The Last Jedi and a failure of plotting

Here be spoilers.

I’d been trying to avoid spoilers about the new Star Wars film, but I couldn’t help seeing some murmurings about it online and I went in there expecting disappointment. Overall, it was entertaining enough but suffered a major problem with plot.

In story telling, a plot is more than just a sequence of actions happening one after the other. It is a sequence of actions that has direction and payoff, that has impact on the story as a whole, that has purpose.

Let’s look at Finn’s plotline for the bulk of this movie. He attempts to run away (completely undermining his character development from The Force Awakens, but that’s a separate rant), meets Rose, they come up with a plan, they go to the casino, get arrested, make a deal with a codebreaker, break onto the ship, get captured, and then manage to escape when the ship is destroyed. Lots of events happen, but to what end? They achieve nothing and end up with the resistance, exactly where they would be if they’d done nothing. There are only two events in their whole plotline that could loosely be considered significant: spreading the story of the resistance, and killing Phasma.

I quite liked the ending with the kids telling the story of the resistance – it was a nice little closing piece about hope being still alive and the resistance message going on – but it’s hardly a major event in the plot of the film overall. Maybe something significant will come of it in the next instalment and make it feel like there was purpose to this little dangling plot thread, but if you look at this film on its own, it was too minor to feel like a proper payoff for their plot.

The killing of Phasma likewise didn’t feel significant enough. She was a non-entity in this film, who only showed up to be killed. I was seeing this film with my parents, both of whom had only seen The Force Awakens once, when it first came out. Neither of them remembered Phasma. If seen in the context of the previous film, this moment might have been worth something, but again, treating this movie as an entity in its own right, she wasn’t a significant enough player for this to be important. If she had been seen earlier on, ordering Stormtroopers to board resistance ships, commanding parts of the battle, playing a role in the conflict with Hux and Kylo Ren, her death might have had more meaning.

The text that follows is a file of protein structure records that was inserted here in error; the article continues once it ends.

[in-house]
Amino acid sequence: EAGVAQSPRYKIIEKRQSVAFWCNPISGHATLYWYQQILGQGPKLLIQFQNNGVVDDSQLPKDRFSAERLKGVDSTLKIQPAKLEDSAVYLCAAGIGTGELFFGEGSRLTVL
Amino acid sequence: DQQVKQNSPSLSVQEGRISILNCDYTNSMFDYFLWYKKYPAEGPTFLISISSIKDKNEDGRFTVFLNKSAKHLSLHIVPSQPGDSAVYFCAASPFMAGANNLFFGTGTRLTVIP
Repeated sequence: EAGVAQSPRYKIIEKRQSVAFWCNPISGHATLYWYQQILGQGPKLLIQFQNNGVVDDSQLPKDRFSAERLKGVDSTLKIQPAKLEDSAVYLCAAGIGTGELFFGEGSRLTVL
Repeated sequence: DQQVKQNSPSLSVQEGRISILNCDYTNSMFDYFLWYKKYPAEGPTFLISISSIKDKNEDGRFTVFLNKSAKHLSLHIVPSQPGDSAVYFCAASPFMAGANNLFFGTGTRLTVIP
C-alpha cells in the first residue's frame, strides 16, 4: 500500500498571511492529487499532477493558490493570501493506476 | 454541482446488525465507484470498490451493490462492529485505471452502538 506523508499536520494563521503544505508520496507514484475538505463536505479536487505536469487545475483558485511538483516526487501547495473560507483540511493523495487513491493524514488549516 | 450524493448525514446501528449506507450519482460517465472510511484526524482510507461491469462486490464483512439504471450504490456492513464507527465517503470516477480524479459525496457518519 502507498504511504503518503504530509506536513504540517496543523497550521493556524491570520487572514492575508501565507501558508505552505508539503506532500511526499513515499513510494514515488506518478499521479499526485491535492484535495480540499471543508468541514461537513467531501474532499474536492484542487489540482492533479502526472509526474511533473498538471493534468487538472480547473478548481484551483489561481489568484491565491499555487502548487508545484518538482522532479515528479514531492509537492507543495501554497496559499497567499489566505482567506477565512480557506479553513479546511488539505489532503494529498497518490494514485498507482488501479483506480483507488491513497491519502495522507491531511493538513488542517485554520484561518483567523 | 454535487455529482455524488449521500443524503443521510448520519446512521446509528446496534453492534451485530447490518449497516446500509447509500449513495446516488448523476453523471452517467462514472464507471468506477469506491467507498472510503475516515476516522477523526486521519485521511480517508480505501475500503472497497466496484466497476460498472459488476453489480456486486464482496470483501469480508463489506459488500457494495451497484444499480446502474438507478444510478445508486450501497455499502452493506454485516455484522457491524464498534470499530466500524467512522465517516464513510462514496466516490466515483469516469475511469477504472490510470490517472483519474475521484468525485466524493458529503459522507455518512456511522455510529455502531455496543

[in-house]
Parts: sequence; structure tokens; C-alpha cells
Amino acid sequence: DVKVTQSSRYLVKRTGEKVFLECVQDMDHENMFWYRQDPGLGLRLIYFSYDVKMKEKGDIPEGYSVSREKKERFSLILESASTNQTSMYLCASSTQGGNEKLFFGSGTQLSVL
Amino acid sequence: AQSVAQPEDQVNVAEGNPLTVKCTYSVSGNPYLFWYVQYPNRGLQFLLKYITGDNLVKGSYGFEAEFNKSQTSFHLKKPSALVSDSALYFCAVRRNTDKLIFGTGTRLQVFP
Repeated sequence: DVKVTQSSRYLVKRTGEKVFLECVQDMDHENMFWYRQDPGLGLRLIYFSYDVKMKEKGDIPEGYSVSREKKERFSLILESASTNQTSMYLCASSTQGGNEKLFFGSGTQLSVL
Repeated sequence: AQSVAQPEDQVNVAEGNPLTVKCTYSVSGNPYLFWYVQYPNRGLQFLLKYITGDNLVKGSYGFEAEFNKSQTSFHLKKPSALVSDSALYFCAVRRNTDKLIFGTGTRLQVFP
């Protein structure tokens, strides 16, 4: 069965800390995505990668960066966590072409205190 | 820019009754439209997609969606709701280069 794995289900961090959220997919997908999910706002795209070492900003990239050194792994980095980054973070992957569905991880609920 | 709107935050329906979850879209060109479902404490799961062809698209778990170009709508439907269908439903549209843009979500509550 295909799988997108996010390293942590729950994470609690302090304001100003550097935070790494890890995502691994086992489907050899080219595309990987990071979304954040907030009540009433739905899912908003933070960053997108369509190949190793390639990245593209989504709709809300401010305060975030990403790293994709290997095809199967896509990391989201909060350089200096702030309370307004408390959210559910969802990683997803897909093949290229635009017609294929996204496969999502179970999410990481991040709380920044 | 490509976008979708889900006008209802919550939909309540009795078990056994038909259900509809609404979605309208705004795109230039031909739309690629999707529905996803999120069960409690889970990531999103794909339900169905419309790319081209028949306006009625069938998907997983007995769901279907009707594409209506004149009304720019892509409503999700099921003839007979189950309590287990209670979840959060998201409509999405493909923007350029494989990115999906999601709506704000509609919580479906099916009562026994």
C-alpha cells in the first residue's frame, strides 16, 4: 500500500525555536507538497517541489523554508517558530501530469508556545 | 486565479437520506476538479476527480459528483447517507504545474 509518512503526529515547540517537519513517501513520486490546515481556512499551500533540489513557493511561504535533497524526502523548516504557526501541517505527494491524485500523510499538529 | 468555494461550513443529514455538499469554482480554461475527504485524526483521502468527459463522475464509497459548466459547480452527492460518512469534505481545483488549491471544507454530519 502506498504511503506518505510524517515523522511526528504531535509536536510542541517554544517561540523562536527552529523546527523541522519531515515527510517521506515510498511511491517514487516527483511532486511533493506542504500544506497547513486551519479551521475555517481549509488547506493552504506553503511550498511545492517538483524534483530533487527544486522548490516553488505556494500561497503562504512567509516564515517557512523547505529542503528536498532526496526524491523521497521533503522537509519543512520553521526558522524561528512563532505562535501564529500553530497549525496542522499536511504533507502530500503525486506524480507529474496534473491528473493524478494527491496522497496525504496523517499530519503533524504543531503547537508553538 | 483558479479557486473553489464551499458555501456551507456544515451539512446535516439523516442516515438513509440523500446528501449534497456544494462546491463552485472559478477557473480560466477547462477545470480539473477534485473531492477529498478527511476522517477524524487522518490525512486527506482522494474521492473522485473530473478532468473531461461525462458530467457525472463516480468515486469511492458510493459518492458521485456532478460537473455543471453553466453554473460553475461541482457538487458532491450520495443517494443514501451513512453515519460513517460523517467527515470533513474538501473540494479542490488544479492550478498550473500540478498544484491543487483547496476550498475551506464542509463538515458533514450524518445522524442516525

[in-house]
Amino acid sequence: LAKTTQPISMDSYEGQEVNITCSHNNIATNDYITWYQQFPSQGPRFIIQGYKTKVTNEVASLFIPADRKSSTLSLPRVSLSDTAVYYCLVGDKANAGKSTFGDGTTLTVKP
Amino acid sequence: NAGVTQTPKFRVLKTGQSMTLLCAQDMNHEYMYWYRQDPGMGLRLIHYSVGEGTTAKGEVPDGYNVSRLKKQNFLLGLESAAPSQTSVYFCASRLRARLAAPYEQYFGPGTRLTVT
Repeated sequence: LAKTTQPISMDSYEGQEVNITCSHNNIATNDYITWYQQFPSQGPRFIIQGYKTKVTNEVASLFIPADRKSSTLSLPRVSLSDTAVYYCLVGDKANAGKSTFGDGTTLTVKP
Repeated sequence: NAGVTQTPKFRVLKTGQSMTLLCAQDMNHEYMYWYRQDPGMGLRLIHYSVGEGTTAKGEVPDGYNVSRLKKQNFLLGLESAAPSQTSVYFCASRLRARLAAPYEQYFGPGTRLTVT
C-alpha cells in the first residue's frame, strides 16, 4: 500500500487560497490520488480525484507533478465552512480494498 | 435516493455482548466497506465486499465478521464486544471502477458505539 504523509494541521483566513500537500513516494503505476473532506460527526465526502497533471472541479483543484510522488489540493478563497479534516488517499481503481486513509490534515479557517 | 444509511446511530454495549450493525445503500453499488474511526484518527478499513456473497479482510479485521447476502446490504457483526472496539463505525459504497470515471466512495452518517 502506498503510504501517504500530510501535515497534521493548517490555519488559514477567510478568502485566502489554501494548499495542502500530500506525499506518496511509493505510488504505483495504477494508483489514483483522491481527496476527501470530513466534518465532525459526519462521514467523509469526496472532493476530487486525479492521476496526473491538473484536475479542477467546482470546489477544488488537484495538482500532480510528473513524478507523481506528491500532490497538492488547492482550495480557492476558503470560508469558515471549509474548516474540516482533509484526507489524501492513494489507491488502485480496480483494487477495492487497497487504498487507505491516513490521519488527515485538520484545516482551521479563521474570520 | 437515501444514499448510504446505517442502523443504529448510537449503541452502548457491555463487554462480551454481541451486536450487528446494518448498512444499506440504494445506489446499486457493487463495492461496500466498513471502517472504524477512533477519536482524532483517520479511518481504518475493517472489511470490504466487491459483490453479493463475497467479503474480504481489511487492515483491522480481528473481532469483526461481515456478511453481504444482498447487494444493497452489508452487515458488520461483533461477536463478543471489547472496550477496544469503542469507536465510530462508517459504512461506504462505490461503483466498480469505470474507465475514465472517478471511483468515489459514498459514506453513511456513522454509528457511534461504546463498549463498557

As it was, you could have cut that entire plotline and it wouldn’t have changed the outcome of the story as a whole.

The same applies to Poe’s failed mutiny. What does that achieve? He gets worried that their leader is just running with no real plan, stages a mutiny, gets shot, and then learns that she’d had a plan all along. All it would have taken was her saying, “I do have a plan,” for none of that to have happened. She wouldn’t have even had to reveal what her plan was (although there was absolutely no reason to conceal it), just reassure the resistance fighters that there was a plan at all. Poe only acted because he thought she was just running until they ran out of fuel. This whole conflict was pointless, and it ended exactly the same way it would have done if he’d done absolutely nothing.

These were cul-de-sac plots – they feel like they’re heading somewhere but to end up going nowhere. It felt like Finn and Poe were being given busy work to keep them occupied while the main plot happened with Rey and Kylo Ren.

There needed to be payoff to the plotlines for the story to work as a whole. This payoff needn’t have been the characters’ intended goals but it should have impacted on the rest of the story as a whole. If we take the original Star Wars film as an example, Luke and co’s goal was to deliver R2 to Alderaan. Instead, they found Alderaan destroyed and were utterly unable to complete the mission they were intent on. But that inability to complete the mission led to the rescue of Leia. The Last Jedi needed the Finn and Poe plotlines to result in something.

Rey and Kylo Ren were on one ship on the fleet while Rose and Finn were breaking in to try and shut down the tracker. I was never clear whether they were on the same ship or not, but if they were, the plotlines could have intersected. Kylo Ren was knocked unconscious after the fight with Rey, so why not have the same happen to Rey? Finn and Rose could have escaped from the Stormtroopers, found Rey, and the three of them escape together. Or they could have sabotaged the weapons allowing more transports to escape. They could have achieved something on that ship to give a purpose to everything that came before.

The same goes for Poe after the first five minutes of the movie are over. His conflict with the admiral was entirely pointless, both because it could have been avoided with a single line of dialogue and because it achieved nothing. He needed a purpose to his plotline. Maybe the admiral was being secretive because she was afraid a First Order spy was sending their ship location and that was how they were being tracked. Poe could have been uncovering a spy and saving the ship that way while everything else was going on.

The film was enjoyable enough to watch while it was going on, but incredibly frustrating to think about afterwards. It still outshone the prequels in a big way, but I think it missed being what it could have been because of failures in plotting.

Eastercon highlights

Last weekend I was at Eastercon and I wanted to post a few highlights.